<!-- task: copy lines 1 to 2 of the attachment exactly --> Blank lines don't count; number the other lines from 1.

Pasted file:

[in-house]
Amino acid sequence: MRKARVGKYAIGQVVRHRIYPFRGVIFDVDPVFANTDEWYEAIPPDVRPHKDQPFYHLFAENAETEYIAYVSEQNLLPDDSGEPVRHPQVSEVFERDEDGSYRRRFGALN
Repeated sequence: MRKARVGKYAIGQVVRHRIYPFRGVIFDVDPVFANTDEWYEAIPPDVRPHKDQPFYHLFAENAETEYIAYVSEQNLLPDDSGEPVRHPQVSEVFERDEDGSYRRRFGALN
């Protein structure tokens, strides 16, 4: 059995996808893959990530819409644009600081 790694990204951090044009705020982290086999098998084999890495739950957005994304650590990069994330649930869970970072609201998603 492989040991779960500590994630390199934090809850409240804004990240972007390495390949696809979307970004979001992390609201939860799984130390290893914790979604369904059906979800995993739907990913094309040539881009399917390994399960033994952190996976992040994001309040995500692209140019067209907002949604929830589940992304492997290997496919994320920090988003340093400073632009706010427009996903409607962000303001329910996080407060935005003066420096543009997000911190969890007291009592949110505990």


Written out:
[in-house]
Amino acid sequence: MRKARVGKYAIGQVVRHRIYPFRGVIFDVDPVFANTDEWYEAIPPDVRPHKDQPFYHLFAENAETEYIAYVSEQNLLPDDSGEPVRHPQVSEVFERDEDGSYRRRFGALN